It hits different people in different ways, and often the strength of reaction can vary depending on your current mental state, particular specifics of the stimulus, how long ago the trauma occurred.
Specific trigger stimuli used to hit me a lot harder when I was younger, but I've had twenty-odd years to process things now. It still makes me feel deeply uncomfortable to have things close around my neck or face, or around large groups of aggressive guys.
I feel content warnings on difficult subjects can help. Most of the time, I'd be fine with reading about things that related to my particular traumas if I knew what I was getting myself in for - it's the times when it blindsides you and you don't have time to gird yourself mentally when it really kicks you. Also, some days if you're feeling fragile already, knowing to avoid it for today and maybe come back another day when you're feeling better able to handle it. For me at least, it's not so that I never suffer damage by being exposed to triggering things, but so that I can be on guard because I know it's there.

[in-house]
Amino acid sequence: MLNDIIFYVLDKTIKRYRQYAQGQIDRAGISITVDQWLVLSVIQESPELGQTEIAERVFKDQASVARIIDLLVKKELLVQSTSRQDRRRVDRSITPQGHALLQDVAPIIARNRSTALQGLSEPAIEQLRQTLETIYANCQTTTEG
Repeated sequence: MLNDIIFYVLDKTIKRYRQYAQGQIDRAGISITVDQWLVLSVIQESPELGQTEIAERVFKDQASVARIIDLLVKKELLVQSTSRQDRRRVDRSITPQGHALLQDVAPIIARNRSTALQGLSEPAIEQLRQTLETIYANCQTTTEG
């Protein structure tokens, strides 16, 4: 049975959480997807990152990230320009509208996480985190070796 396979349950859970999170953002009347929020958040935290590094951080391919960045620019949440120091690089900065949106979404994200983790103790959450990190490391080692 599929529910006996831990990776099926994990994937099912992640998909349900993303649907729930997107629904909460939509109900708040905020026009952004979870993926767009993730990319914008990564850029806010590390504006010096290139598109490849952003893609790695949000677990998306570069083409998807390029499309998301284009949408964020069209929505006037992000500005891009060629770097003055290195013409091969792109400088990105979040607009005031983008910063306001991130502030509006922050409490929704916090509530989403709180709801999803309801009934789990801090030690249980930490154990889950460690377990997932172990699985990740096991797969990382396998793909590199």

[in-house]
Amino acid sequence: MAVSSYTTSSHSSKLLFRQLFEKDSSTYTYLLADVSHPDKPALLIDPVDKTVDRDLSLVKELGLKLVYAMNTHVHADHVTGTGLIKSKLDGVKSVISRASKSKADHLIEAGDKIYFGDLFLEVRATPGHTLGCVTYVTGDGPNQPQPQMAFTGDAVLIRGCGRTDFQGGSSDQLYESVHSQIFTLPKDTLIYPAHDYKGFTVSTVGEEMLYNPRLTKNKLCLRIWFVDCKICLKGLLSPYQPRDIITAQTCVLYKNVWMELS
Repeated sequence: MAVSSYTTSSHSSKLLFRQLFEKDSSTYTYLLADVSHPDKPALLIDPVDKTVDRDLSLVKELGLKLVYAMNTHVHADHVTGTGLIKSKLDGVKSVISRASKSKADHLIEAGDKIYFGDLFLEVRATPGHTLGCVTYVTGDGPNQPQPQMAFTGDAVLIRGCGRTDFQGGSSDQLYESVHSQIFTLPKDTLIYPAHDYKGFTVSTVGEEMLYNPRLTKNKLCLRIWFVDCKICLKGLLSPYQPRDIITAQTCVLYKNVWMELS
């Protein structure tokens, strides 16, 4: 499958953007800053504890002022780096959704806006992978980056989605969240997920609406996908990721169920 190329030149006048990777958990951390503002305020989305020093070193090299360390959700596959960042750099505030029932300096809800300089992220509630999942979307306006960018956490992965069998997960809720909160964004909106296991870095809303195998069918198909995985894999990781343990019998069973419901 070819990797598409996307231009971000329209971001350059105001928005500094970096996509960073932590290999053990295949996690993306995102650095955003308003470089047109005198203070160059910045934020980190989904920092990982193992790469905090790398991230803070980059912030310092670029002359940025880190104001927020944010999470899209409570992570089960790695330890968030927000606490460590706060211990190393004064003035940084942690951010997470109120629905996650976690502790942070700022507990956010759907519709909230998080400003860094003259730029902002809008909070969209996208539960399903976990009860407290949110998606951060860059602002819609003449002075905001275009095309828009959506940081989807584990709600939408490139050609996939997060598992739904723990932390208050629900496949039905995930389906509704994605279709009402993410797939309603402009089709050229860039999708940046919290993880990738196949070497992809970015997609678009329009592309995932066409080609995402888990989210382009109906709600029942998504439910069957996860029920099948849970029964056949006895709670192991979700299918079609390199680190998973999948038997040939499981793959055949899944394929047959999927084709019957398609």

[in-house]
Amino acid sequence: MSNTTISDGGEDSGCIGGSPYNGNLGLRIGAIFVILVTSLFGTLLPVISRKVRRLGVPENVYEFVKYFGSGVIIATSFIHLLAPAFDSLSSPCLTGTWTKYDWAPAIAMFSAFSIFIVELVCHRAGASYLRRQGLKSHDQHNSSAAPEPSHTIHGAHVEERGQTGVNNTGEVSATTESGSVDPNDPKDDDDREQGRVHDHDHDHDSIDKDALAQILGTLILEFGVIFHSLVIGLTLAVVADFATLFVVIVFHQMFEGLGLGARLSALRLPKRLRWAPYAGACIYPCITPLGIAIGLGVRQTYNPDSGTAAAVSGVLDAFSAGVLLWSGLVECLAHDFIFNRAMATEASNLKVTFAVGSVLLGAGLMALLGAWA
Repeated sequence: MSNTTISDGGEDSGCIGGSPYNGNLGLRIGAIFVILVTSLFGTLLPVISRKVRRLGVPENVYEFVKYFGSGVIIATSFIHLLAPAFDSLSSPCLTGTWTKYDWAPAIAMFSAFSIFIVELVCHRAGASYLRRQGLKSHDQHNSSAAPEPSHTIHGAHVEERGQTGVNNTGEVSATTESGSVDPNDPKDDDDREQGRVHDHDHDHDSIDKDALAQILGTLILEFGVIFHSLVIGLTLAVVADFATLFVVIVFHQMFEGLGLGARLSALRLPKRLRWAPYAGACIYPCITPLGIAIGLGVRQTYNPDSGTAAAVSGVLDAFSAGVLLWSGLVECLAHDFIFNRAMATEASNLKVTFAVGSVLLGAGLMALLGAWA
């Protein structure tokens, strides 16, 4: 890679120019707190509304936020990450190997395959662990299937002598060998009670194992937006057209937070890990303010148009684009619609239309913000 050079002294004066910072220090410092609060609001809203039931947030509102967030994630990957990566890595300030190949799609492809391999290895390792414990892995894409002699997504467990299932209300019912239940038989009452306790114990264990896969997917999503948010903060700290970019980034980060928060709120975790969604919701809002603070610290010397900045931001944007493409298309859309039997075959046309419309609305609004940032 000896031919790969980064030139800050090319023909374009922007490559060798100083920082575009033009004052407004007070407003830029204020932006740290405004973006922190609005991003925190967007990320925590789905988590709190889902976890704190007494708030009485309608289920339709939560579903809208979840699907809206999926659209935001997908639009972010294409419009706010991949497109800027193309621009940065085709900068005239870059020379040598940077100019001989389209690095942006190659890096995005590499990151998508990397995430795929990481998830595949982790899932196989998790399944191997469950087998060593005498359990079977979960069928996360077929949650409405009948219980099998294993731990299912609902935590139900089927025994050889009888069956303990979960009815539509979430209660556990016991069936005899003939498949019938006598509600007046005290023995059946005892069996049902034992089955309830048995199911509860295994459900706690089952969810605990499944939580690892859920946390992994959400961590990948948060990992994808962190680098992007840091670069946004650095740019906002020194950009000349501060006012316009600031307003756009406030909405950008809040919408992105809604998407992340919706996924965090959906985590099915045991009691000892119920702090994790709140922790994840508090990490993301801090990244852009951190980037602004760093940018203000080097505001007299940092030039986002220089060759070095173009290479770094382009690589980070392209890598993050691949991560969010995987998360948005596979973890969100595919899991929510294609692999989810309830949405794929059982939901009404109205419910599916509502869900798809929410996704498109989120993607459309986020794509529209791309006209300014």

I think it definitely helps to think of post-traumatic stress as an injury - kind of like the mental equivalent of a broken limb. It can heal over time, but it may not set correctly and even if it does, there's still a structural weakness there. It does make you more susceptible to further damage.
The healing process can also be set back if you're continually knocking it against things, so it makes sense to guard it against damage. At the same time, though, putting it in an isolated bubble where it can't get damaged makes it incredibly difficult to use, too.
You need to find a risk balance that allows you to heal the injury, but also live your life. Having friends around who understand the injury is there and can avoid accidentally hurting you moves that balance further in the direction of living your life. But sometimes, you just need to armour up regardless of the restrictions it puts on you.